Ancient Mayans: Unusual Facts About Their Political Structure

Mayan political structure was just as fascinating as it was complex. It is, of course, impossible to list all the amazing facts about a civilisation in an article, but I hope that you find the facts listed below at least somewhat interesting!


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Accession ceremony involved human sacrifices

Ritual human sacrifice

Ritual human sacrifice, Credits: Wikimedia

Kings were incredibly important figures in the Mayan culture, and their accession ceremonies were the most important political events. They had to coincide with lunar cycles – we all know how much the Mayans valued their calendar. And an essential element of the ceremony was the human sacrifice in honour of the new king. He had to capture the victim himself.

As you can probably imagine, the Mayans were quite religious, and their religion involved a lot of rituals. Not only did a person have to be sacrificed before a king was crowned, the king himself had to draw blood when a potential heir was born.

Kings were thought to be demigods

Seated Mayan king with two subordinates, Ancient Cancuén

Seated Mayan king with two subordinates, Ancient Cancuén, Credits: Wikimedia

Religion was, as I said earlier, a very big part of the Mayan society, and they believed that the rulers of their society were chosen and given permission by the gods to rule over them because they were god-like – demigods of sorts. In fact, one of the major duties of a ruler was to exercise his godlike powers over the people. The kings had the power of religion and prestige behind them, which should made it quite easy for them to rule the Mayans. However, ruling Maya wasn’t as simple as one might believe.

Maya wasn’t a unified state

The Mutal emblem glyph shared by Dos Pilas and Tikal

The Mutal emblem glyph shared by Dos Pilas and Tikal, Credits: Wikimedia

What we today know as “The Mayan Civilisation” was actually a trio of city-states that never became a unified empire. Tikal, Dos Pilas and Copan each had a single god-like ruler. This could serve as one possible explanation as to why they never became a single state – we all remember the mythical disputes between various Greek gods and Egyptian deities! That’s not to say, though, that the city-states weren’t isolated from each other. All three had solid, albeit tumultuous trading relationships with each other that extended to kings kidnapping potential human sacrifices from neighbouring provinces.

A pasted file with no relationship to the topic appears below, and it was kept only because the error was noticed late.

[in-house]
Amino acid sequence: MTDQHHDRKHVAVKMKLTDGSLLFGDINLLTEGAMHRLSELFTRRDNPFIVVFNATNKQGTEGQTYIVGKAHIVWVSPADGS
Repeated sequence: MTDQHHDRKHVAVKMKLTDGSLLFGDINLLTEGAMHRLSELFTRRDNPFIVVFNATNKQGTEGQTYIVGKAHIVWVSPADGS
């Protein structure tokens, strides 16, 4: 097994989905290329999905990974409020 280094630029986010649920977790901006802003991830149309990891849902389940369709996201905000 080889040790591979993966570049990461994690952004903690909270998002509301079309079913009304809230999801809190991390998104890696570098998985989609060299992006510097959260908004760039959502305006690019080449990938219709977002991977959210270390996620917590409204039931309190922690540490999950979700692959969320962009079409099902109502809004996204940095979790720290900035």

Priests had a lot of influence – second only to the King’s

Drawing of a Mayan Priest

Drawing of a Mayan Priest , via imgarcade.com

Mayan government was quite hierarchical and by this point, you shouldn’t be surprised to hear that priests were incredibly important people in the Mayan government – second only to kings. Kings often spent time with priests to listen to their advice about a present conflict, either with another Mayan city-state or some other land, or to generally discuss the future. The king, priests and members of nobility were, most often, the only members of the Mayan society that could read and write.

Kings were also warriors

Maya standing male warrior, Island of Jaina, Campeche, Mexico, Late Classic Period, c. 550-950 C.E

Maya standing male warrior, Island of Jaina, Campeche, Mexico, Late Classic Period, c. 550-950 C.E, Credits: Wikimedia

The saying “with great power comes great responsibility” could truly be applied to the Mayan kings. Not only were they expected to exercise their divine powers on a daily basis (sometimes up to 6 hours a day), but they also had to fight in wars. While there were no standing armies as such, the relationships between the three city-states were riddled with frequent military conflicts, and the kings were fully expected to lead and fight battles.

Women could be Queens

Depiction of a Mayan Queen

Depiction of a Mayan Queen, via historicalhoney.com

Yes, there was nothing in the Mayan laws that prevented women from having godlike powers of Mayan rulers. In fact, there were quite a few successful queens of Mayan city-states. Since the godlike powers usually ran in the family, a woman was crowned when there was no male heir available, when the king was away fighting in a battle, when the heir was too young to rule, and in various other scenarios. We don’t know for sure if there were any female warrior rulers, though.

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